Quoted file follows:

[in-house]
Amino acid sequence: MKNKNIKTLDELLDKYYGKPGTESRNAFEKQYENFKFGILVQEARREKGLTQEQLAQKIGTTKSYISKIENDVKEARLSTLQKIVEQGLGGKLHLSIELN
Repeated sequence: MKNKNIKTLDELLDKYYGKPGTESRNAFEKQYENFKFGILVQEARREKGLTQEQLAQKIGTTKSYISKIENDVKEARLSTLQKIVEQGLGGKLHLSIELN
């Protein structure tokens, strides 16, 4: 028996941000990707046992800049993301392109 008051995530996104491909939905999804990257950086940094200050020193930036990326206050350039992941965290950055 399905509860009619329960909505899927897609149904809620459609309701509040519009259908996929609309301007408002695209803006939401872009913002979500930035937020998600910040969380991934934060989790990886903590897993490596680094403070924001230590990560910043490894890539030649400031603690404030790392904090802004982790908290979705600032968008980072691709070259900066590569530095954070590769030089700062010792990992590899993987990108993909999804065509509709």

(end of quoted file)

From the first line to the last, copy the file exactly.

[in-house]
Amino acid sequence: MKNKNIKTLDELLDKYYGKPGTESRNAFEKQYENFKFGILVQEARREKGLTQEQLAQKIGTTKSYISKIENDVKEARLSTLQKIVEQGLGGKLHLSIELN
Repeated sequence: MKNKNIKTLDELLDKYYGKPGTESRNAFEKQYENFKFGILVQEARREKGLTQEQLAQKIGTTKSYISKIENDVKEARLSTLQKIVEQGLGGKLHLSIELN
């Protein structure tokens, strides 16, 4: 028996941000990707046992800049993301392109 008051995530996104491909939905999804990257950086940094200050020193930036990326206050350039992941965290950055 399905509860009619329960909505899927897609149904809620459609309701509040519009259908996929609309301007408002695209803006939401872009913002979500930035937020998600910040969380991934934060989790990886903590897993490596680094403070924001230590990560910043490894890539030649400031603690404030790392904090802004982790908290979705600032968008980072691709070259900066590569530095954070590769030089700062010792990992590899993987990108993909999804065509509709």